Up to a third of Pennsylvania prison inmates suffer from mental illness.
It’s not just a Pennsylvania problem either as a report from the PEW Charitable Trust points out:
According to a 2009 study cited by the Council of State Governments Justice Center, an estimated 2 million adults with serious mental illnesses are jailed in the course of a year. Studies, including one from the Urban Institute, say they tend to stay in jail longer than those without mental illnesses, return to jail more often and cost local jurisdictions more money while incarcerated. More frequently than not, they are jailed for minor offenses, such as trespassing, disorderly conduct, disturbing the peace or illicit drug use.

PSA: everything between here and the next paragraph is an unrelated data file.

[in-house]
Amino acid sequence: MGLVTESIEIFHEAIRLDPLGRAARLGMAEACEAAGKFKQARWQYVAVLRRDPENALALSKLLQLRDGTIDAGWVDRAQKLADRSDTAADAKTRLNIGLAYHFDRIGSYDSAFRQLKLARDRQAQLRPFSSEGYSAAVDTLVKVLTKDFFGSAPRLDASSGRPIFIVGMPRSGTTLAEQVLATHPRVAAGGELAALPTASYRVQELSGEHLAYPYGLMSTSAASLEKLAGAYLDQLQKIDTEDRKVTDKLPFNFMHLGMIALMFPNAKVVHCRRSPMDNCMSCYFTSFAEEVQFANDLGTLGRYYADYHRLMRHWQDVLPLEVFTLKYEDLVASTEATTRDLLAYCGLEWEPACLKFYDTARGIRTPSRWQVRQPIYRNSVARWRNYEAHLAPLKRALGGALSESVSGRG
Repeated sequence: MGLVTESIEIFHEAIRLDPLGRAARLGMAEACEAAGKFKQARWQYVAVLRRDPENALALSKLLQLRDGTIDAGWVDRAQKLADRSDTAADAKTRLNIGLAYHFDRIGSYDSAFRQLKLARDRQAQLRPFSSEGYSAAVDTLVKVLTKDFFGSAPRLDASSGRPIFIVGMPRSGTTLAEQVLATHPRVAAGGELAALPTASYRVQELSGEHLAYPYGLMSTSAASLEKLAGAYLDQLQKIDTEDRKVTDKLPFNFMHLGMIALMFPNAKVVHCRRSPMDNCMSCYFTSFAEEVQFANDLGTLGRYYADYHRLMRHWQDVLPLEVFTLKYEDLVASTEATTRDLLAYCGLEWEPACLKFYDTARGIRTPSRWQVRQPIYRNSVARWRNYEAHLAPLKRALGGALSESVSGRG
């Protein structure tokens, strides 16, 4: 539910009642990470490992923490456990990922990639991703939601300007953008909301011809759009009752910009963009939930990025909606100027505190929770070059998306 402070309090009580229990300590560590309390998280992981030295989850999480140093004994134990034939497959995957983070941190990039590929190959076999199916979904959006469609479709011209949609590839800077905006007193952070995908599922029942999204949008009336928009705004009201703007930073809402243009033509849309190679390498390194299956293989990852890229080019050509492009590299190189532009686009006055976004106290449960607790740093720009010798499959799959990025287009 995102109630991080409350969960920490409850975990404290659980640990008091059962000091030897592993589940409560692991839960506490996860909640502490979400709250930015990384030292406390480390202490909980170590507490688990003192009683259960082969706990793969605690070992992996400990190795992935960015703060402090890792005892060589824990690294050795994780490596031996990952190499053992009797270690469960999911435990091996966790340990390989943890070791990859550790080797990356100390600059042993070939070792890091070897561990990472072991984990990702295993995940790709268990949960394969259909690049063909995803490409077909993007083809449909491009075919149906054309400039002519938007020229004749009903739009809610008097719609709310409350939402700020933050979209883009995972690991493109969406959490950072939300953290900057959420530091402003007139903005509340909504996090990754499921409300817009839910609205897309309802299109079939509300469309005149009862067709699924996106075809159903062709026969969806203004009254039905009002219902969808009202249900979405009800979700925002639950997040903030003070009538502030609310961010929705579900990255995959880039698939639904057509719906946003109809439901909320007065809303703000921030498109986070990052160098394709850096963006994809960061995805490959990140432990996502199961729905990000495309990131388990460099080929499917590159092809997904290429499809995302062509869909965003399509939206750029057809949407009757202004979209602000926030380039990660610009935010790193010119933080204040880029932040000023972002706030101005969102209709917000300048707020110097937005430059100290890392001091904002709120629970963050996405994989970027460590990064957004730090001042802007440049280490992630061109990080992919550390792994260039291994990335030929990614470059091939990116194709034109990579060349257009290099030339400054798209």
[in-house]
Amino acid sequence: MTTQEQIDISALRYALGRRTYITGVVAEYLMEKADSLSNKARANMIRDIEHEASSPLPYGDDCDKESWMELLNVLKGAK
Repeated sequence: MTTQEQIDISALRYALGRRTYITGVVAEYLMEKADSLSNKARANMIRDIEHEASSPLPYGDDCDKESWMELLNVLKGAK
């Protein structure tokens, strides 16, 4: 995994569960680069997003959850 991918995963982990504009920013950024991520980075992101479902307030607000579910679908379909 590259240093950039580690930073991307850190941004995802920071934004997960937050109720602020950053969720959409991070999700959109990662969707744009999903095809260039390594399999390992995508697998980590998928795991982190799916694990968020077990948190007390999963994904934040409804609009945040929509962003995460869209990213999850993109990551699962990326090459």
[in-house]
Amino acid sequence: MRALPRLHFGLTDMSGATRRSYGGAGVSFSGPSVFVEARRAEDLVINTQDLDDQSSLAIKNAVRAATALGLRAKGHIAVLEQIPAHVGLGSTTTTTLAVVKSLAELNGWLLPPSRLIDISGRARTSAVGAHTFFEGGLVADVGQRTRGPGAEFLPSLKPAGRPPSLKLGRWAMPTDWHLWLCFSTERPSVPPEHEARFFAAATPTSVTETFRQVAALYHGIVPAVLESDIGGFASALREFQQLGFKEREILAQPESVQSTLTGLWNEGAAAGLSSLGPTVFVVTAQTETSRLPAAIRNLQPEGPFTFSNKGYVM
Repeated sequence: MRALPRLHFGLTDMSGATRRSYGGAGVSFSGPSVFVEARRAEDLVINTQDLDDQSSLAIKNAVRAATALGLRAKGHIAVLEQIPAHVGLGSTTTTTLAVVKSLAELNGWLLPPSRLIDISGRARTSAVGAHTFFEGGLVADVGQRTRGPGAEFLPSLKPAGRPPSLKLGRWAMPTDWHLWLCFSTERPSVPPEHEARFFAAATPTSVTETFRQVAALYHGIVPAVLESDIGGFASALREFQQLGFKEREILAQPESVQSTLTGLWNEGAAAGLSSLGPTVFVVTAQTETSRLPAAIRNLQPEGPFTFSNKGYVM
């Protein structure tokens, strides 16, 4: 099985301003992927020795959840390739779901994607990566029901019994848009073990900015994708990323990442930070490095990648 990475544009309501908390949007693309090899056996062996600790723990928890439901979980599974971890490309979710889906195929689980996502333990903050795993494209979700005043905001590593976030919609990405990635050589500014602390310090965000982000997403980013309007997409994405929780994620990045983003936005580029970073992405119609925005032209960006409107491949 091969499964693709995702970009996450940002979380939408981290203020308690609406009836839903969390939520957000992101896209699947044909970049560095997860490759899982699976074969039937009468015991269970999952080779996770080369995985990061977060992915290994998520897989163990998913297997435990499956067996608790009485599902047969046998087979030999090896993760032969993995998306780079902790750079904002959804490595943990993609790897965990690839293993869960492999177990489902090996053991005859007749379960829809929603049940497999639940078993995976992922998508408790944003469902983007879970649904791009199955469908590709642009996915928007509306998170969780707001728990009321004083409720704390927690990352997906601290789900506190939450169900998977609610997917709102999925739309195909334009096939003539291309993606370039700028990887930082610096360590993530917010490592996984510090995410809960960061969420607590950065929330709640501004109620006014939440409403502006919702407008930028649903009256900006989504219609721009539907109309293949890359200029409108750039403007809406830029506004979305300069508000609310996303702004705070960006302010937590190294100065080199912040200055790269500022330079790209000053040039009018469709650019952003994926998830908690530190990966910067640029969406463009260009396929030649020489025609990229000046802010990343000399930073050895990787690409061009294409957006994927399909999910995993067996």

The Patriot-News/PennLive last week published a series called From Patients to Prisoners that investigated reasons for the increasing number of mentally ill inmates.
What they found include the closure of state mental hospitals over the past two decades and police officers not trained in dealing with mental illness or having no treatment alternatives for a mentally ill person who has broken the law.
Appearing on Tuesday’s Smart Talk are Patriot-News/PennLive reporter Daniel Simmons-Ritchie, who researched and wrote the series of articles, and Pennsylvania’s Secretary of Corrections John Wetzel.